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Stop At: Saadian Tombs, Rue de la Kasbah, Marrakech 40000 Morocco
The Saadian tombs are sepulchres in Marrakech, Morocco, which date to time of the Saadian dynasty sultan Ahmad al-Mansur (1578-1603). They are located on the south side of the Kasbah Mosque. The tombs were discovered in 1917 and were renovated by the Beaux-arts service. The tombs have, because of the beauty of their decoration, been a major attraction for visitors of Marrakech.
The mausoleum comprises the interments of about sixty members of the Saadi Dynasty that originated in the valley of the Draa River. Among the graves are those of Ahmad al-Mansur and his family. The building is composed of three rooms. The most famous is the room with the twelve columns. This room contains the grave of the son of the sultan's son, Ahmad al-Mansur. The stele is in finely worked cedar wood and stucco work. The monuments are made of Italian Carrara marble.
Outside the building is a garden and the graves of soldiers and servants.bs. It was completed under the reign of the Berber Almohad Caliph Yaqub al-Mansur (1184 to 1199), and has inspired other buildings such as the Giralda of Seville and the Hassan Tower of Rabat.
Duration: 1 hour
Pass By: Koutoubia Mosque, Rue el Ksour, Derb Sabai, 13, Marrakech 40000 Morocco
The Koutoubia Mosque or Kutubiyya Mosque (Arabic: جامع الكتبية Arabic pronunciation: [jaːmiʕu‿lkutubijːa(h)]) is the largest mosque in Marrakesh, Morocco. The mosque is also known by several other names, such as Jami' al-Kutubiyah, Kotoubia Mosque, Kutubiya Mosque, Kutubiyyin Mosque, and Mosque of the Booksellers. It is located in the southwest medina quarter of Marrakesh. The mosque is ornamented with curved windows, a band of ceramic inlay, pointed merlons, and decorative arches; it has a large plaza with gardens, and is floodlit at night. The minaret, 77 metres (253 ft) in height, includes a spire and orbs. It was completed under the reign of the Berber Almohad Caliph Yaqub al-Mansur (1184 to 1199), and has inspired other buildings such as the Giralda of Seville and the Hassan Tower of Rabat.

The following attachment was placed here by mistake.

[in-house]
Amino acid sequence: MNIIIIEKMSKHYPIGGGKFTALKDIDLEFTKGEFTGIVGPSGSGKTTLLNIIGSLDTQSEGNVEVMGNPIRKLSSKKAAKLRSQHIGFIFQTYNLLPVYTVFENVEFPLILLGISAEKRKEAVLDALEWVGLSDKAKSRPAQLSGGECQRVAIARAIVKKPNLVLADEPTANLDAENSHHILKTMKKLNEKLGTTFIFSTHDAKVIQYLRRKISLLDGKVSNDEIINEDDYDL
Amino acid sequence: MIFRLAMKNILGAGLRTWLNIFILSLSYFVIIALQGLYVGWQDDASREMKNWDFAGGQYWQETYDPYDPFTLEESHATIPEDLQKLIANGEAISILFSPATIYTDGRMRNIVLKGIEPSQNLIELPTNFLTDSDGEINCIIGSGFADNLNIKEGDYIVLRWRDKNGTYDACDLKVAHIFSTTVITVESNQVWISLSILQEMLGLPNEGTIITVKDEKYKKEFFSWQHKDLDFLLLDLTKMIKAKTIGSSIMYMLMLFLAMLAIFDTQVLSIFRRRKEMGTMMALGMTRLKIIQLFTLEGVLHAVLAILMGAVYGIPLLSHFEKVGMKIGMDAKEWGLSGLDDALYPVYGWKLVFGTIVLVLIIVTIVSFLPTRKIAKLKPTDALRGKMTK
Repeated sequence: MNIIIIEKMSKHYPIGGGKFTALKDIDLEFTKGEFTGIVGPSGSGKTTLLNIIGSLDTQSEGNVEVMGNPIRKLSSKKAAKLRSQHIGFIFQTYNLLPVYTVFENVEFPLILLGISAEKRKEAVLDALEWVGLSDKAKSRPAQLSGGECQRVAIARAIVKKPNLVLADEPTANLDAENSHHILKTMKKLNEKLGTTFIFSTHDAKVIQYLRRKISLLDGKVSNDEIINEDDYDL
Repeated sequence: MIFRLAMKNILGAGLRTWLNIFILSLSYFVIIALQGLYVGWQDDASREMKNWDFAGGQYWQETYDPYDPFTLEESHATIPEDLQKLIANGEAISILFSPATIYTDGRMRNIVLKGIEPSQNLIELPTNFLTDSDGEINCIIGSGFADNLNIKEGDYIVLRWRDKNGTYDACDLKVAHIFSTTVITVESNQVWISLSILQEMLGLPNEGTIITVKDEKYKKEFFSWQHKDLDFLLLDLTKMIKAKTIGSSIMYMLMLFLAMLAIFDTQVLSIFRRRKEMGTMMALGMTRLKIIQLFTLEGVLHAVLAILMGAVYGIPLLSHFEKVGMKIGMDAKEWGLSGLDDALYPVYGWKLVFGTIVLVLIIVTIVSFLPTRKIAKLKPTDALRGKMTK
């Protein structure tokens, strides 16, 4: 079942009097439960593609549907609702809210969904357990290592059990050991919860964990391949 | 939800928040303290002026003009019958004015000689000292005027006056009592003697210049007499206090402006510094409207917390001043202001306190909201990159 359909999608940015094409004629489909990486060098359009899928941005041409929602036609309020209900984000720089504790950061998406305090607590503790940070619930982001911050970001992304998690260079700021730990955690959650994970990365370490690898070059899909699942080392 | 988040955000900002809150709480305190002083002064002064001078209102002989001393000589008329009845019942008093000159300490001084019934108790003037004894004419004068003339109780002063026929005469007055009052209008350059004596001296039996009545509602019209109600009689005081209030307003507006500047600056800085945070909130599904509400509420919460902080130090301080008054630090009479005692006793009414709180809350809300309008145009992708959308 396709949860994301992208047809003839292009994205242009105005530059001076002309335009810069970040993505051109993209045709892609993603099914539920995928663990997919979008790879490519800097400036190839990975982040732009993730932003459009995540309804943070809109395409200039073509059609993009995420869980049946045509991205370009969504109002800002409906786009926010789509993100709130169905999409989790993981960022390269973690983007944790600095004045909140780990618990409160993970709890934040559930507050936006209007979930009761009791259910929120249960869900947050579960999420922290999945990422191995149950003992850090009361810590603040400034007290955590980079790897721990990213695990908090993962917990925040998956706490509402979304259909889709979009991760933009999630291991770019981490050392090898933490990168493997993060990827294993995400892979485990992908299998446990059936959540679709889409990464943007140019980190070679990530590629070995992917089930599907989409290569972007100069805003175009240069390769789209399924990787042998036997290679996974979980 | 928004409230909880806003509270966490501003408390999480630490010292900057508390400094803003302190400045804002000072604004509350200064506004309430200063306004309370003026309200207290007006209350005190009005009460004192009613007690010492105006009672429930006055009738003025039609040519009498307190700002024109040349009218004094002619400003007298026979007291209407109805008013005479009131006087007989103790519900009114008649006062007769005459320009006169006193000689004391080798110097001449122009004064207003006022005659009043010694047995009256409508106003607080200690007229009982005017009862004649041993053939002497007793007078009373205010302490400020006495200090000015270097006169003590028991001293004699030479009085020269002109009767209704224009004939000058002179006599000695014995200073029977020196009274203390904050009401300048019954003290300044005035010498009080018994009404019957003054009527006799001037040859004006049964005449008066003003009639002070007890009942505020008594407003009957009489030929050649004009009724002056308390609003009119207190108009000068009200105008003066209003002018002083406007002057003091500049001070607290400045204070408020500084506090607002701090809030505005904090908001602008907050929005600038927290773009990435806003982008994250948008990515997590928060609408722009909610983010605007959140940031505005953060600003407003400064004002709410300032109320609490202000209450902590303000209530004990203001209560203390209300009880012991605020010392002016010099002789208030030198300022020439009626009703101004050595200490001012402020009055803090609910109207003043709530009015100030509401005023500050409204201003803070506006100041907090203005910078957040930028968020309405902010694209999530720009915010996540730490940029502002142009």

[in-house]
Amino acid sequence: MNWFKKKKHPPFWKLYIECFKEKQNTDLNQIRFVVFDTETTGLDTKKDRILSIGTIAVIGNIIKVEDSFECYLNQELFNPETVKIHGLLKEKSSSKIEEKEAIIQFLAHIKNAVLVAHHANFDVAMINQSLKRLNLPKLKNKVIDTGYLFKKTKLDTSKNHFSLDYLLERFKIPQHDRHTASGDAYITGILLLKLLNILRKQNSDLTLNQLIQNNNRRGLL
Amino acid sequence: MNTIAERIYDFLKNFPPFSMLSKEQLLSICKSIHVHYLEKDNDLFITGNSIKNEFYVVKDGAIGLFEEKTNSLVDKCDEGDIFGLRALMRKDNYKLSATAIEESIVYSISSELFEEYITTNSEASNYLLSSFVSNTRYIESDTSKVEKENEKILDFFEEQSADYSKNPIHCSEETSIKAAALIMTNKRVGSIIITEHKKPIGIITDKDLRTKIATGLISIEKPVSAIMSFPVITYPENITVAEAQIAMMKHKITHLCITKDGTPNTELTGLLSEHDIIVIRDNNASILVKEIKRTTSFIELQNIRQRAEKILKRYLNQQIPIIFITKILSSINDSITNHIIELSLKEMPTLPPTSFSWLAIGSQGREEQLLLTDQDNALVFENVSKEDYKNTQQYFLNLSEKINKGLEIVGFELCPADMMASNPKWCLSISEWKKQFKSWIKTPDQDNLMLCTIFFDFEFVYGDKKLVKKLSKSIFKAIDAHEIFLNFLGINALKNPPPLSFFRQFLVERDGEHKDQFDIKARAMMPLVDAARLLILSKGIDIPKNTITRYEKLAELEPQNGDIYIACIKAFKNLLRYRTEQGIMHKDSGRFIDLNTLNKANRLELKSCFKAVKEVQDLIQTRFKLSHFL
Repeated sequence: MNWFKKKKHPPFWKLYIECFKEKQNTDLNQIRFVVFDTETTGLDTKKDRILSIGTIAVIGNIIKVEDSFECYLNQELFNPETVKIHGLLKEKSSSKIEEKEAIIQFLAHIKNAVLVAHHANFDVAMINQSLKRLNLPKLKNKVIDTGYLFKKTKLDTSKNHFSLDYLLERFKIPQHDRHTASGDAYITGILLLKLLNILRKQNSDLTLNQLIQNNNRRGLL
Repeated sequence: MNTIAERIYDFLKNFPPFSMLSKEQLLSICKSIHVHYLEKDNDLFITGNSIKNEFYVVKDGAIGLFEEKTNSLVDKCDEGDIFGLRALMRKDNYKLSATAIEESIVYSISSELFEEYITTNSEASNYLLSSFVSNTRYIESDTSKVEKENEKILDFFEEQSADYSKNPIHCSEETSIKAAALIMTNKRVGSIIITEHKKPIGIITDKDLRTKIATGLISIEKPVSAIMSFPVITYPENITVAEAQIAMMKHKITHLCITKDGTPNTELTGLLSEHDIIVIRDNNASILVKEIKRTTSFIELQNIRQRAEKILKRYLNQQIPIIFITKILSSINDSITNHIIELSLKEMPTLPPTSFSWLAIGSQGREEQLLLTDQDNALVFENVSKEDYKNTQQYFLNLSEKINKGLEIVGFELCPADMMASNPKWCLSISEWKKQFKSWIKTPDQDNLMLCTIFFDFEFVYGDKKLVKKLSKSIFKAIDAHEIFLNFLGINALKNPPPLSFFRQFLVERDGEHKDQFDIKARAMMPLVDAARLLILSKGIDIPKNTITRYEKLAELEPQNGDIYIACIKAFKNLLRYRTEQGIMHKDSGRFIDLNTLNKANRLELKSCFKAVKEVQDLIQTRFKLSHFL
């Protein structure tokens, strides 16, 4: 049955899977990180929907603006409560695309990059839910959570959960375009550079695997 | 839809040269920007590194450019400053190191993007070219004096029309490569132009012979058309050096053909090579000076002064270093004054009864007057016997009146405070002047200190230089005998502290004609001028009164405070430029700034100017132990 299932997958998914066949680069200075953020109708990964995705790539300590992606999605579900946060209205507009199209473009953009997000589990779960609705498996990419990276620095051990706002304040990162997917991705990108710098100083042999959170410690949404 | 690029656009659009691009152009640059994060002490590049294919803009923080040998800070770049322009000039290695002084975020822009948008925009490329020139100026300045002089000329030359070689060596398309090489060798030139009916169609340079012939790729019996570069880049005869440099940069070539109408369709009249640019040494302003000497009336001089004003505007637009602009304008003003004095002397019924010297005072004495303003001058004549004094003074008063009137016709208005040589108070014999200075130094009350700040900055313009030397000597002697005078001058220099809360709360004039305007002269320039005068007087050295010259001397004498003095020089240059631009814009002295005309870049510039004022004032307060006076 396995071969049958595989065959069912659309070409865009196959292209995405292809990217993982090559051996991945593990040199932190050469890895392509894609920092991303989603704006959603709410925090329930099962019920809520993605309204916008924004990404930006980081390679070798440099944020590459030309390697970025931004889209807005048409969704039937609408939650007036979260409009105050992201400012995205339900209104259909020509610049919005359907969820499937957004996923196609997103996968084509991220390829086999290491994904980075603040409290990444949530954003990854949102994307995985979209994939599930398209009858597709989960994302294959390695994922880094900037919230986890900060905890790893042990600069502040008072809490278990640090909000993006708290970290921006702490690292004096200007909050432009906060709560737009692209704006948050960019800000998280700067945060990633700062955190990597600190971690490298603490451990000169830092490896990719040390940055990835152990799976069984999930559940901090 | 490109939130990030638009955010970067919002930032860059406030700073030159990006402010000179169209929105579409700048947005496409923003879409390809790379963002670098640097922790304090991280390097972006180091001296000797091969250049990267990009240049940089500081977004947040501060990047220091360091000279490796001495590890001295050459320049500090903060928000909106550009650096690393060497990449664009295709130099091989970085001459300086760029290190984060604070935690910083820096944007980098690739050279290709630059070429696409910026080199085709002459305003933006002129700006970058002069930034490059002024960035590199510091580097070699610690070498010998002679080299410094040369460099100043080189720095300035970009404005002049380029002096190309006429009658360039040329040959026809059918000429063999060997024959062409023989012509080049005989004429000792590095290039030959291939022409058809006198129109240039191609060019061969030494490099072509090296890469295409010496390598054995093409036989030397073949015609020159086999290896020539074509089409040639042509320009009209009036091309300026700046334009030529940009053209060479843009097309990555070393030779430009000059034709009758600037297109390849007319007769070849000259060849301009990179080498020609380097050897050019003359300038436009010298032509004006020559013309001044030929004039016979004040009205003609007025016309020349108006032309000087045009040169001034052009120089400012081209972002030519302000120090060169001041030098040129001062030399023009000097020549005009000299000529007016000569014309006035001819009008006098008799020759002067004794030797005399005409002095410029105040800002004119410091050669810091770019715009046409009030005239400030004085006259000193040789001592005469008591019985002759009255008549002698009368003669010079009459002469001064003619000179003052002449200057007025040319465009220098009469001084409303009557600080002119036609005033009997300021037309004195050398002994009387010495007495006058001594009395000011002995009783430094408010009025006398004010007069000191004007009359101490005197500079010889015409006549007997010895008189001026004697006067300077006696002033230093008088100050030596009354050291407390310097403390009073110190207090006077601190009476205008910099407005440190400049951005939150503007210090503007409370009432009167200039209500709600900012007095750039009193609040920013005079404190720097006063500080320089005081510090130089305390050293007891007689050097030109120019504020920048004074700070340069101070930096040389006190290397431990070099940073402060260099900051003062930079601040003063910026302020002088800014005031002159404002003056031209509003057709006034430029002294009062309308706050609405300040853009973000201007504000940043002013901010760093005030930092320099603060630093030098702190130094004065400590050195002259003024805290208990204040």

Stop At: Palacio da Bahia, 5 Rue Riad Zitoun el Jdid, Marrakech 40000 Morocco
The Bahia Palace (Arabic: قصر الباهية, Berber languages: ⵜⴰⴳⴰⴷⵉⵔⵜ ⵏ Иⴱⴰⵀⵢⴰ) is a palace and a set of gardens located in Marrakesh, Morocco. It was built in the late 19th century, intended to be the greatest palace of its time. The name means "brilliance". As in other buildings of the period in other countries, it was intended to capture the essence of the Islamic and Moroccan style. There is a 2-acre (8,000 m²) garden with rooms opening onto courtyards.
Set up at the end of the 19th century by Si Moussa, grand vizier of the sultan, for his personal use, this palace would bear the name of one of his wives. Here, the harem, which includes a vast court decorated with a central basin and surrounded by rooms intended for the concubines. As the black slave Abu Ahmed rose to power and wealth towards the end of the 19th century, he had the Bahia palace built by bringing in craftsmen from Fez.
Duration: 1 hour